Weekly ADHD & Anxiety Tips: The Power of Context

Weekly ADHD & Anxiety Tips: The Power of Context

In last week’s video, we talked about the problem of judgment. By judgment we were referring to the tendency to judge yourself or others. The reason we wanted to talk about the tendency to judge is because having a constant chatter of judgment in your head can really make you stressed and irritable. As a reminder, you can always get our videos or podcast episodes from our website. In this video, we want to discuss another factor that can affect you as much as judgment. Today we’re talking about the power of context. By context, we mean that there’s a time and place for having fun or relaxing. And there’s times when we all need to focus. The challenge for people sometimes, especially those who struggle with anxiety and ADHD, is finding the right balance. We might swing too far one way or another. In other words, we might have a hard time coming back from leisure time and find that getting to work is really difficult. Or at the other extreme, we might focus on something to the exclusion of everything else. Again, it’s about finding balance. Here is a strategy.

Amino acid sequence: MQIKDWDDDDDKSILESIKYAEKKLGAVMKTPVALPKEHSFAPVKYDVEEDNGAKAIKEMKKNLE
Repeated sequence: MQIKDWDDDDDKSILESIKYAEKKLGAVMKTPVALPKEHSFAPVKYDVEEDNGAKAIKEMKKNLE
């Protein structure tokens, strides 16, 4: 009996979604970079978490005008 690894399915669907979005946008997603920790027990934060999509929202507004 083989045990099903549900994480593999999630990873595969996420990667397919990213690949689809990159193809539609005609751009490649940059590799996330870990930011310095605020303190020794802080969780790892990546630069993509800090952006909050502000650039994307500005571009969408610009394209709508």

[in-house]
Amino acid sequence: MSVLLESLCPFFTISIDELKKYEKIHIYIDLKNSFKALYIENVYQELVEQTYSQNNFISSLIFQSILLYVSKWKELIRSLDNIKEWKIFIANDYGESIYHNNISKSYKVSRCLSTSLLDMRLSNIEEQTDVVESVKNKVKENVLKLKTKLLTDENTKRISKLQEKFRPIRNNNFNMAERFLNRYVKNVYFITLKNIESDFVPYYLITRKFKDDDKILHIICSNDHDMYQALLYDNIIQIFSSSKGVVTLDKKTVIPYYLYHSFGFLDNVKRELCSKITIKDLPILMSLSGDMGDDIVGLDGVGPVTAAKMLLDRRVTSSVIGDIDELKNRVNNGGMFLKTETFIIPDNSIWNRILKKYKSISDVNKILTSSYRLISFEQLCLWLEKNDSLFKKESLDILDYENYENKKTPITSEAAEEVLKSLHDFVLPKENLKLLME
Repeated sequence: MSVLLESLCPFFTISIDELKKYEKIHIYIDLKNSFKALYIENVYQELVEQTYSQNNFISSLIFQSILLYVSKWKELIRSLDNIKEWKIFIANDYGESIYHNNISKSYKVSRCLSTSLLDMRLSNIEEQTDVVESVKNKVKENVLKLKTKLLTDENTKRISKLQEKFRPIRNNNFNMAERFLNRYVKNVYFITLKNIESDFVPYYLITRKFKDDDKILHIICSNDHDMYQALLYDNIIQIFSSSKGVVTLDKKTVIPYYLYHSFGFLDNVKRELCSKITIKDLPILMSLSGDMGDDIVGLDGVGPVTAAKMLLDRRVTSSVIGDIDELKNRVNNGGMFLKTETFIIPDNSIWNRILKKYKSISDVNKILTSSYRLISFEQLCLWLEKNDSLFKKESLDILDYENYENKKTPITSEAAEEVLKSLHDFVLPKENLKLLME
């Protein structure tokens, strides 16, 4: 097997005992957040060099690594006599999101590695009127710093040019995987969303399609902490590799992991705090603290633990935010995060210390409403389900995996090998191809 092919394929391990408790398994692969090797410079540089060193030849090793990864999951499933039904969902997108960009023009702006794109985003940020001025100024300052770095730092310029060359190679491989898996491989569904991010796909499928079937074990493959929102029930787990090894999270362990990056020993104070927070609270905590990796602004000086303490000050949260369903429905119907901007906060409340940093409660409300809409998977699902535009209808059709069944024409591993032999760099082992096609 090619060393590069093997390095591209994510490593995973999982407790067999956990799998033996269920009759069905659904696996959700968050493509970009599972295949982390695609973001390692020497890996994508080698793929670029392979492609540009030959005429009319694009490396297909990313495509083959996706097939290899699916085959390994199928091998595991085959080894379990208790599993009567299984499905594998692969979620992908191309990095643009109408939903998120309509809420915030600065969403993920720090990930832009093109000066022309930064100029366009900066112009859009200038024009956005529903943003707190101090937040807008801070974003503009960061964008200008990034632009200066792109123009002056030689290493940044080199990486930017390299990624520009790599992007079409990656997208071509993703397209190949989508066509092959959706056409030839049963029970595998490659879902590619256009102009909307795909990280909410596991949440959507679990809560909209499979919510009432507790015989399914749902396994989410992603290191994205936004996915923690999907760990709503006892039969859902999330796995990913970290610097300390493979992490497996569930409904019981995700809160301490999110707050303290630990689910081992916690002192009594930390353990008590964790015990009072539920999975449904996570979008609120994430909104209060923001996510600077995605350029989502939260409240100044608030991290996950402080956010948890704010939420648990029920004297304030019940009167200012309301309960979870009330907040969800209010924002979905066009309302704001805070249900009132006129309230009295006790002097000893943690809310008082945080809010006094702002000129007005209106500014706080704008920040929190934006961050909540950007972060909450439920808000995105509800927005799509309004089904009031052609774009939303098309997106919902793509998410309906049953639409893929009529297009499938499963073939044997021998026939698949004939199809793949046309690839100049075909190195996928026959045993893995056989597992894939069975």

Watch the video version below

Try limiting the amount of time you spend on things in one session and stick to this time limitation. This may require forcing yourself to do something else, even if it is for a brief period of time. We are not saying you can’t return to the original task, but with this suggestion you are trying to get into the habit of being able to transition to another activity. This allows you to be more responsive to context and respond appropriately.

Transitions can be difficult for those with ADHD and anxiety. For those with anxiety, they might get into a comfort zone and find it hard to do something else. For those with ADHD, they might find it challenging to get motivated or they might be hyper focused on one thing and find it really hard to transition to another activity.

One of the ways to assist with transitions is by setting a timer on a smart phone or smart watch to assist you. This can remind you to change tasks. If you want to keep it low tech, simply write down the time that you began working on a task on a piece of paper and decide in advance how long you will stay working on the task. You will have to keep the paper in front of you and get in habit of checking how long you have been working on something.

Now, there are many other techniques and strategies that we discuss in our free newsletter which provides an overall approach to anxiety, stress, panic attacks, and ADHD.  Please click here and subscribe to our newsletter

Click here to view more of our recent content